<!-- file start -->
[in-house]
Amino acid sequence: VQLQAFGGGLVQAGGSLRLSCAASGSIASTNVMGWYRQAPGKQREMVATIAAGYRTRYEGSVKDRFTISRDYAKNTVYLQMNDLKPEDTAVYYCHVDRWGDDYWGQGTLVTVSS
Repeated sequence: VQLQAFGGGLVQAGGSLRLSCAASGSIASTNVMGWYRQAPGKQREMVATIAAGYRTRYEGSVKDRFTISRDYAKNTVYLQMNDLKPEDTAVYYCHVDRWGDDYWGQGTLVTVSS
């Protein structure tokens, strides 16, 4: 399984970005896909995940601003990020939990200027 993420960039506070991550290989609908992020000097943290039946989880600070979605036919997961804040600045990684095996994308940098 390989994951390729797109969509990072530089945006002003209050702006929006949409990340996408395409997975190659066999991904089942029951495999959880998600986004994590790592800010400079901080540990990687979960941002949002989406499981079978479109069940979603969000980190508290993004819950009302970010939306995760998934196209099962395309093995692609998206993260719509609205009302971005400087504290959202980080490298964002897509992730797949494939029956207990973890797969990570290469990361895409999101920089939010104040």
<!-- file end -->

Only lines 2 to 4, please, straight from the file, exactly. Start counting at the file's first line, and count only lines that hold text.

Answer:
Amino acid sequence: VQLQAFGGGLVQAGGSLRLSCAASGSIASTNVMGWYRQAPGKQREMVATIAAGYRTRYEGSVKDRFTISRDYAKNTVYLQMNDLKPEDTAVYYCHVDRWGDDYWGQGTLVTVSS
Repeated sequence: VQLQAFGGGLVQAGGSLRLSCAASGSIASTNVMGWYRQAPGKQREMVATIAAGYRTRYEGSVKDRFTISRDYAKNTVYLQMNDLKPEDTAVYYCHVDRWGDDYWGQGTLVTVSS
């Protein structure tokens, strides 16, 4: 399984970005896909995940601003990020939990200027 993420960039506070991550290989609908992020000097943290039946989880600070979605036919997961804040600045990684095996994308940098 390989994951390729797109969509990072530089945006002003209050702006929006949409990340996408395409997975190659066999991904089942029951495999959880998600986004994590790592800010400079901080540990990687979960941002949002989406499981079978479109069940979603969000980190508290993004819950009302970010939306995760998934196209099962395309093995692609998206993260719509609205009302971005400087504290959202980080490298964002897509992730797949494939029956207990973890797969990570290469990361895409999101920089939010104040």